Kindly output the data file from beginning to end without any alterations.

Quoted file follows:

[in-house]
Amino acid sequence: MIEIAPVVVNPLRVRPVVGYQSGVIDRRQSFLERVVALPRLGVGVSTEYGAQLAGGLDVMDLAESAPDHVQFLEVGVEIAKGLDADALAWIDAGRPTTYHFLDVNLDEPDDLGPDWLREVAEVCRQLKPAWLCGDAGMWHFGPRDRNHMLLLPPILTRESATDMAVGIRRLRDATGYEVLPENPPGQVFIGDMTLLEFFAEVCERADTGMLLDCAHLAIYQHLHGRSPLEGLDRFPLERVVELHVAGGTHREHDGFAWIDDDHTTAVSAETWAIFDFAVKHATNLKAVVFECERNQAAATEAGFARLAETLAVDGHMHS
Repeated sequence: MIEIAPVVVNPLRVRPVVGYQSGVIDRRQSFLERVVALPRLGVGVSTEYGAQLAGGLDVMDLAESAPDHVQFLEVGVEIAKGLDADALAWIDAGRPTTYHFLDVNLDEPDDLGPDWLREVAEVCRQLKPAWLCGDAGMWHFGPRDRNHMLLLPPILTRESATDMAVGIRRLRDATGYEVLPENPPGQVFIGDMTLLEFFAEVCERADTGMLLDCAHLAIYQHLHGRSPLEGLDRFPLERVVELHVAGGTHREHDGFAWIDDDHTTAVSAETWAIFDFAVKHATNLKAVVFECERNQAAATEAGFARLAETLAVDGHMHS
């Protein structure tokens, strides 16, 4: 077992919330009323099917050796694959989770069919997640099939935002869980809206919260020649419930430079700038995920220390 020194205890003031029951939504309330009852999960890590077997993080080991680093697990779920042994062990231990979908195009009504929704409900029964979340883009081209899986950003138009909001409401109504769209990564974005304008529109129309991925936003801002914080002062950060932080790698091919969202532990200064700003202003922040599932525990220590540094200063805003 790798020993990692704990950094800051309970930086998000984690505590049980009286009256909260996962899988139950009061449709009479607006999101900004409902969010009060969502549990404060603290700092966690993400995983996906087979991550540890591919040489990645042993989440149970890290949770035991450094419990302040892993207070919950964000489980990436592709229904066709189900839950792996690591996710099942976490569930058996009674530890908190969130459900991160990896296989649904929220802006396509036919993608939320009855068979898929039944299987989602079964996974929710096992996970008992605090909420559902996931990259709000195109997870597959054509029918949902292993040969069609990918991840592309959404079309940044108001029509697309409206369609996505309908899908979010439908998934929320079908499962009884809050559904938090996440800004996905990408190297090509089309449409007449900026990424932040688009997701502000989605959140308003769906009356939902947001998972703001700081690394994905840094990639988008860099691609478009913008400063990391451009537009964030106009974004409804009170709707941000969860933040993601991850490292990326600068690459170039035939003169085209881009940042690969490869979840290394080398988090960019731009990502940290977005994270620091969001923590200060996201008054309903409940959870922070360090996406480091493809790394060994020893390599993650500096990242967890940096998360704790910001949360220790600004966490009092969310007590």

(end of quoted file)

[in-house]
Amino acid sequence: MIEIAPVVVNPLRVRPVVGYQSGVIDRRQSFLERVVALPRLGVGVSTEYGAQLAGGLDVMDLAESAPDHVQFLEVGVEIAKGLDADALAWIDAGRPTTYHFLDVNLDEPDDLGPDWLREVAEVCRQLKPAWLCGDAGMWHFGPRDRNHMLLLPPILTRESATDMAVGIRRLRDATGYEVLPENPPGQVFIGDMTLLEFFAEVCERADTGMLLDCAHLAIYQHLHGRSPLEGLDRFPLERVVELHVAGGTHREHDGFAWIDDDHTTAVSAETWAIFDFAVKHATNLKAVVFECERNQAAATEAGFARLAETLAVDGHMHS
Repeated sequence: MIEIAPVVVNPLRVRPVVGYQSGVIDRRQSFLERVVALPRLGVGVSTEYGAQLAGGLDVMDLAESAPDHVQFLEVGVEIAKGLDADALAWIDAGRPTTYHFLDVNLDEPDDLGPDWLREVAEVCRQLKPAWLCGDAGMWHFGPRDRNHMLLLPPILTRESATDMAVGIRRLRDATGYEVLPENPPGQVFIGDMTLLEFFAEVCERADTGMLLDCAHLAIYQHLHGRSPLEGLDRFPLERVVELHVAGGTHREHDGFAWIDDDHTTAVSAETWAIFDFAVKHATNLKAVVFECERNQAAATEAGFARLAETLAVDGHMHS
């Protein structure tokens, strides 16, 4: 077992919330009323099917050796694959989770069919997640099939935002869980809206919260020649419930430079700038995920220390 020194205890003031029951939504309330009852999960890590077997993080080991680093697990779920042994062990231990979908195009009504929704409900029964979340883009081209899986950003138009909001409401109504769209990564974005304008529109129309991925936003801002914080002062950060932080790698091919969202532990200064700003202003922040599932525990220590540094200063805003 790798020993990692704990950094800051309970930086998000984690505590049980009286009256909260996962899988139950009061449709009479607006999101900004409902969010009060969502549990404060603290700092966690993400995983996906087979991550540890591919040489990645042993989440149970890290949770035991450094419990302040892993207070919950964000489980990436592709229904066709189900839950792996690591996710099942976490569930058996009674530890908190969130459900991160990896296989649904929220802006396509036919993608939320009855068979898929039944299987989602079964996974929710096992996970008992605090909420559902996931990259709000195109997870597959054509029918949902292993040969069609990918991840592309959404079309940044108001029509697309409206369609996505309908899908979010439908998934929320079908499962009884809050559904938090996440800004996905990408190297090509089309449409007449900026990424932040688009997701502000989605959140308003769906009356939902947001998972703001700081690394994905840094990639988008860099691609478009913008400063990391451009537009964030106009974004409804009170709707941000969860933040993601991850490292990326600068690459170039035939003169085209881009940042690969490869979840290394080398988090960019731009990502940290977005994270620091969001923590200060996201008054309903409940959870922070360090996406480091493809790394060994020893390599993650500096990242967890940096998360704790910001949360220790600004966490009092969310007590």